HELSINKI (Reuters) - Voters across the Nordics are telling politicians to safeguard their cherished, comprehensive welfare model but Sunday’s election in Finland shows how prohibitive costs and a surge in nationalism make it hard for parties to deliver.
The Finnish Social Democrats, who played a significant role in the growth of public services after World War Two, won the ballot for the first time in two decades, feeding off a rising sense of insecurity among voters following years of austerity.
Their victory was limited, however, by a strong showing by the anti-immigrant, nationalist Finns Party, which finished a close second at 17.5 percent of the vote behind the SDP’s 17.7 percent, final results showed.
The split underscores the fragmentation of politics in Finland and elsewhere in the Nordics where populist parties are becoming mainstream, as well as divisions over how to tackle the soaring costs of healthcare and other welfare provisions.
The Finnish left argues that tax hikes are inescapable at a time when care costs are rising and people are living longer. Many voters in Finland agree, even though the nation has one of the highest taxation rates in the world.
The nationalists, echoing a continent-wide backlash against migration over open European Union borders, say that reversing an influx of foreigners can relieve the pressure on services.
That is a red line for Social Democratic leader Antti Rinne, a 56-year-old former trade union boss, leaving him just one option - seeking out coalition partners among centre-right groups that favour reforming welfare to cut costs.
“Our values are quite far apart at the moment,” Rinne said on private television broadcaster MTV on Monday, referring to Finns Party leader Jussi Halla-aho. The far-right Halla-aho was fined in 2012 for blog comments linking Islam to paedophilia and Somalis to theft. “I’ve read your blog,” Rinne said.
In Finland, which struggles with one of the fastest rates of population ageing in the world, public debt is expected to fall within EU limits this year after austerity steps by the outgoing centre-right government of prime minister Juha Sipila.
But social and healthcare costs are expected to jump to 26.5 billion euros per year ($30 billion) in 2035 from 18.7 billion in 2018. That would jack up such costs as a share of gross domestic product to 9.6 percent in 2035 from 7.9 percent.
At stake for the Finns is a wide array of services that now come nearly cost-free such as comprehensive health care, state pensions and home visits by nurses for the elderly.
The state was even more generous in earlier decades, when deductibles on medicine costs were lower and the state would pay for nannies to help with childcare free of charge while another child in the family was in hospital.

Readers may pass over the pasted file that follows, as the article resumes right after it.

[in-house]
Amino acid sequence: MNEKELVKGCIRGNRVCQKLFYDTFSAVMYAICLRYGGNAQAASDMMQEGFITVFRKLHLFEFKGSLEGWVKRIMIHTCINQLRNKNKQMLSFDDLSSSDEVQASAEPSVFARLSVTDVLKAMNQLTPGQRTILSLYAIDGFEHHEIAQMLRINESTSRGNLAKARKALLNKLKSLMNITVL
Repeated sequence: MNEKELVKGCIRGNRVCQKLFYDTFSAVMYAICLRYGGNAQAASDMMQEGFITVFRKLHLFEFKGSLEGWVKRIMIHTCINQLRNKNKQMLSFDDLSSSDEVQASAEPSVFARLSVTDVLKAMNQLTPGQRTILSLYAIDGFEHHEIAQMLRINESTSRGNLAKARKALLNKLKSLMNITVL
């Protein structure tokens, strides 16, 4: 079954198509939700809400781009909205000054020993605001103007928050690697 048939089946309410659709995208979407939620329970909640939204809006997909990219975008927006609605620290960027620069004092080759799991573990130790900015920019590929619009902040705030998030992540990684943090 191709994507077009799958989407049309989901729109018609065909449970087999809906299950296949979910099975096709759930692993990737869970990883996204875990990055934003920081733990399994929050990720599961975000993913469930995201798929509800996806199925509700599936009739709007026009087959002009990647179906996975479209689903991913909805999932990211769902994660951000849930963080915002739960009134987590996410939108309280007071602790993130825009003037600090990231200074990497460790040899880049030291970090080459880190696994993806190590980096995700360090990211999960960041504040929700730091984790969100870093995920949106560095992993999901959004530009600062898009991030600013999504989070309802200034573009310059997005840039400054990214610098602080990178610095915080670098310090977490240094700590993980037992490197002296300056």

“Rinne has promised to raise the lowest state pensions, funded in part by higher consumption and capital gains taxes,” Capital Economics said in a research note.
“We expect these plans will end up diluted as and when the reality of coalition politics bites.”
In Denmark, opinion polls ahead of an election due no later than June forecast victory for opposition parties led by the Social Democrats who are calling for a partial rollback of welfare cuts.
The Danish left has echoed some of the anti-immigration tilt of the nationalist Danish People’s Party, in what Social Democratic leader Mette Frederiksen said is an effort to ensure her party remains relevant.
Running in first place with some 28 percent of popular support, the Danish Social Democrats endorsed a “jewellery bill” which, passed in 2016, allows police to confiscate refugees’ valuables to help pay their costs, among other measures.
The Danish People’s Party is now polling at 14 percent, down from the 21 percent they had in 2015.
While the jewellery bill has not itself ensured their lead in the polls, it lent nuance to the Social Democrats’ stance on immigration, winning back some voters from the populists.
In Sweden, left-wing leader Stefan Lofven faced a similar dilemma. His only route to retaining power after an inconclusive election last September was to join forces with reform-oriented liberal parties that, like his own Social Democrats, shun the fiercely nationalist Sweden Democrats.
The price was a pledge to enact a string of largely right-wing reforms, including tax breaks for top earners and a scrapping of designs to curb the privatisation of services, a decision that has appalled many rank-and-file Social Democrats.
The scale of welfare financing woes varies across the Nordics.
In Sweden, the region’s most populous nation, public finances are relatively healthy, with state debt at its lowest since the late 1970s.
But governments are obliged to stick to a budget surplus target introduced after a banking crisis in the early 1990s, meaning any cost increases as baby boomers enter retirement need to be found through means other than deficit spending.
Reporting by Justyna Pawlak and Anne Kauranen in Helsinki, Simon Johnson and Niklas Pollard in Stockholm, Jacob Gronholt-Pedersen in Copenhagen; Editing by Mark Heinrich